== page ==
“Sergen Şehitoğlu presents two years old project, called “Kill Memories”, is comprised of 15 images captured from a computer screen. These are the images of a young woman, a cam model, who contacts her customers via a webcam which, in this case, substitutes a camera. 

Concerned with the use of photograph as medium in the era we live in today, the artist sets here multiple angles for the viewer. First of all, he puts forward the nature of photography as medium. A non-traditional tool, the webcam, essentially possessed by the object of the photograph, is instrumentalized and used by the artist. Thus, the series open up a discussion about the nature of the art of photography. Another important question that the artist discusses is the form that our relations have taken with digital age. Besides, in contact for almost more than a year, between the artist and the subject, grows an odd connection here. And these photographs taken at different times during more than a year represent a special kind of virtual relationship where online life overtakes the ‘real world’ life, just like in the recent film of Spike Jones, “Her”. This connection becomes even more complicated with the fact that the woman, consciously exposing herself, is not aware that she is being part of an artistic project. Here, the boundaries between private and public become extremely blurry.

After capturing the images, Şehitoğlu processed these shots in distinct ways like deciding the frame, the blur or the colours. In a way, this series is also a new look to Thomas Ruff’s 2003 series “Nudes” where he plays on the pornographic jpegs collected on the web. Although the series “Kill Memories” is not erotic, nor pornographic; the two methods stay parallel as the virtual images are gathered via internet and then transformed into optically beautiful but contextually profound imagery.”

                                                                                                                                                                                                                                            Nilufer Sasmazer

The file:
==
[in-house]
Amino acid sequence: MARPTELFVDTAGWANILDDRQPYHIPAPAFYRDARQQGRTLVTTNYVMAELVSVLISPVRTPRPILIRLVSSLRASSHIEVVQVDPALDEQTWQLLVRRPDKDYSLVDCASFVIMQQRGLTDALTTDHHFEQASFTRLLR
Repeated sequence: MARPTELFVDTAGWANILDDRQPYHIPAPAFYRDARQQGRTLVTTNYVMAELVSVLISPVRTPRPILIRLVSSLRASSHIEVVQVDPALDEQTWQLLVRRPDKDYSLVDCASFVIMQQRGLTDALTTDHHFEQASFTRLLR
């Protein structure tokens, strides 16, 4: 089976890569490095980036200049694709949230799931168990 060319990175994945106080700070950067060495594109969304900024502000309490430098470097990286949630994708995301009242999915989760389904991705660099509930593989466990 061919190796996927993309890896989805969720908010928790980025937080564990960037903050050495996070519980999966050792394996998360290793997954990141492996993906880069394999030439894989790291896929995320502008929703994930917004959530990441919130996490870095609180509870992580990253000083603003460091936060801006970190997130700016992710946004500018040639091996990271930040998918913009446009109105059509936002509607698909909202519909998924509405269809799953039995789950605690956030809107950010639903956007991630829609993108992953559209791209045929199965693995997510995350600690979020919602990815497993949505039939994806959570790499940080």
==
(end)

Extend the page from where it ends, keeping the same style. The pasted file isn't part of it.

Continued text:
Editor & Curator

                                                                                                                                                                                                                                                


“Thus, the possibility to gather, frame and work images begins to form his artistic database. These transfers and operations of images between computing systems meeting functions of compilation, formation and storage also serve his visual research. In the series, titled “Kill Memories”, a young woman, exposing her allure in front of the webcam that frames her, is totally unaware that she is at the centre of the artistic project of Sergen Şehitoğlu who has been watching her for more than a year. This age of self-documentation and distance relationship, which bends the boundaries of privacy, allows Sergen Şehitoğlu to reclaim and enlarge these captured images. Beyond content produced with a webcam, it is the plurality of gazes upon this Marilyn Monroe 2.0 that attracts artist’s attention. Amongst various poses and expectations of interaction, Sergen Şehitoğlu constructs a composite portrait where the individual multiplies, exposes herself, shows herself and duplicates. Voyeurism, self-exposure and extimacy: through the direct intervention of the public sphere, the private sphere is short-circuited. In a manner of a window-woman, this mosaic constituted of duplicated faces, reinforces the networked operation and presents us a new digital adventure of the portrait. Choosing, compiling, broadcasting or archiving our own data, each of us confronts the digital traces we exude, with or without our consent.”

                                                                                                                                                                                                                                Marianne Derrien                                                                                                

Independent curator and art critic